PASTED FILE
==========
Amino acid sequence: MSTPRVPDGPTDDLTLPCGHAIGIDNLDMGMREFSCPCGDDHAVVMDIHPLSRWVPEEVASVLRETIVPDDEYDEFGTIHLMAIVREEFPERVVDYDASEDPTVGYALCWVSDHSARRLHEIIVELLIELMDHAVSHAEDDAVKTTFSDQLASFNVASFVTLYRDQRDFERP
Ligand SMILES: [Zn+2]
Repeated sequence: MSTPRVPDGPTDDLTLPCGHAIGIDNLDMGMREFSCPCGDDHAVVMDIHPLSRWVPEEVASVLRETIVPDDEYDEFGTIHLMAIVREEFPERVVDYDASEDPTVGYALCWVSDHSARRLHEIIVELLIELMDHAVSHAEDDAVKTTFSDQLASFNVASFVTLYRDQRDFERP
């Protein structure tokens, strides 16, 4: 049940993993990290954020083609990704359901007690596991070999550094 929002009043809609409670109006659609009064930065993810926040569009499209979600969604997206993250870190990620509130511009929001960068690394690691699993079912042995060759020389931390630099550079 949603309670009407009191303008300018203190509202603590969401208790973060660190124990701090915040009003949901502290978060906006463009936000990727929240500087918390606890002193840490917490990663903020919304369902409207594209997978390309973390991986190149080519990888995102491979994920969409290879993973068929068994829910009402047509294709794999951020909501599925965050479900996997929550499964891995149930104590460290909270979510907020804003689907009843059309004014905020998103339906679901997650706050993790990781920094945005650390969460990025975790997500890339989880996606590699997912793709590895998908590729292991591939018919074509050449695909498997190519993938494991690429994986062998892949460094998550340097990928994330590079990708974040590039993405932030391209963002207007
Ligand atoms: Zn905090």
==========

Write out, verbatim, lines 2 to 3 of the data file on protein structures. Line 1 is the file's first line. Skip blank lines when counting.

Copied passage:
Ligand SMILES: [Zn+2]
Repeated sequence: MSTPRVPDGPTDDLTLPCGHAIGIDNLDMGMREFSCPCGDDHAVVMDIHPLSRWVPEEVASVLRETIVPDDEYDEFGTIHLMAIVREEFPERVVDYDASEDPTVGYALCWVSDHSARRLHEIIVELLIELMDHAVSHAEDDAVKTTFSDQLASFNVASFVTLYRDQRDFERP